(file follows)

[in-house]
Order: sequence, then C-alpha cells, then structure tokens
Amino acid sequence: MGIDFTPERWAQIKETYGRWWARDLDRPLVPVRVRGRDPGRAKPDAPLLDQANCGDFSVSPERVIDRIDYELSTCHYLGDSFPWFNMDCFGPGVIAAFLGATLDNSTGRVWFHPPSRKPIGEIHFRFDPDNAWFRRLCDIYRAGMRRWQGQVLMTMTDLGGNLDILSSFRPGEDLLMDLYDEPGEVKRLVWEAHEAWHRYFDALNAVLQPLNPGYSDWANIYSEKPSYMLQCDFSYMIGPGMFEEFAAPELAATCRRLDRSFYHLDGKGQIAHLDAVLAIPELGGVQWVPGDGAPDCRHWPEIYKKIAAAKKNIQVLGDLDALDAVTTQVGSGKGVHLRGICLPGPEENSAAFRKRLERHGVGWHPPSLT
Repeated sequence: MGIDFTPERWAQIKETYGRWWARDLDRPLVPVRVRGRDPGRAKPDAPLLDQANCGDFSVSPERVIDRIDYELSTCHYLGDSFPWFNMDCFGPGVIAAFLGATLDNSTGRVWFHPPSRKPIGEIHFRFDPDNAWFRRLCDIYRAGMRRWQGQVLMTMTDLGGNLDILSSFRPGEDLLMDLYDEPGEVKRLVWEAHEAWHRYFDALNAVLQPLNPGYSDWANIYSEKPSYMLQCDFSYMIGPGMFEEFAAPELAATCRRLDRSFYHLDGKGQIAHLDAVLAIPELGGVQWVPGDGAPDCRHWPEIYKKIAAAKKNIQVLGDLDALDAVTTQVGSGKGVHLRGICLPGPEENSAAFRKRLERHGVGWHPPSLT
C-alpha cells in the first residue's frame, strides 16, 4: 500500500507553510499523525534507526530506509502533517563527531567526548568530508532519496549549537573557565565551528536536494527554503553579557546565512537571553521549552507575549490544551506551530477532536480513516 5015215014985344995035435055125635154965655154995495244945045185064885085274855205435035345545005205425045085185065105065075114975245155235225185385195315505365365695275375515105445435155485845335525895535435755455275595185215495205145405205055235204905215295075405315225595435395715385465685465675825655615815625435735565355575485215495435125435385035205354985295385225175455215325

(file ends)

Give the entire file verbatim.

[in-house]
Order: sequence, then C-alpha cells, then structure tokens
Amino acid sequence: MGIDFTPERWAQIKETYGRWWARDLDRPLVPVRVRGRDPGRAKPDAPLLDQANCGDFSVSPERVIDRIDYELSTCHYLGDSFPWFNMDCFGPGVIAAFLGATLDNSTGRVWFHPPSRKPIGEIHFRFDPDNAWFRRLCDIYRAGMRRWQGQVLMTMTDLGGNLDILSSFRPGEDLLMDLYDEPGEVKRLVWEAHEAWHRYFDALNAVLQPLNPGYSDWANIYSEKPSYMLQCDFSYMIGPGMFEEFAAPELAATCRRLDRSFYHLDGKGQIAHLDAVLAIPELGGVQWVPGDGAPDCRHWPEIYKKIAAAKKNIQVLGDLDALDAVTTQVGSGKGVHLRGICLPGPEENSAAFRKRLERHGVGWHPPSLT
Repeated sequence: MGIDFTPERWAQIKETYGRWWARDLDRPLVPVRVRGRDPGRAKPDAPLLDQANCGDFSVSPERVIDRIDYELSTCHYLGDSFPWFNMDCFGPGVIAAFLGATLDNSTGRVWFHPPSRKPIGEIHFRFDPDNAWFRRLCDIYRAGMRRWQGQVLMTMTDLGGNLDILSSFRPGEDLLMDLYDEPGEVKRLVWEAHEAWHRYFDALNAVLQPLNPGYSDWANIYSEKPSYMLQCDFSYMIGPGMFEEFAAPELAATCRRLDRSFYHLDGKGQIAHLDAVLAIPELGGVQWVPGDGAPDCRHWPEIYKKIAAAKKNIQVLGDLDALDAVTTQVGSGKGVHLRGICLPGPEENSAAFRKRLERHGVGWHPPSLT
C-alpha cells in the first residue's frame, strides 16, 4: 500500500507553510499523525534507526530506509502533517563527531567526548568530508532519496549549537573557565565551528536536494527554503553579557546565512537571553521549552507575549490544551506551530477532536480513516 5015215014985344995035435055125635154965655154995495244945045185064885085274855205435035345545005205425045085185065105065075114975245155235225185385195315505365365695275375515105445435155485845335525895535435755455275595185215495205145405205055235204905215295075405315225595435395715385465685465675825655615815625435735565355575485215495435125435385035205354985295385225175455215325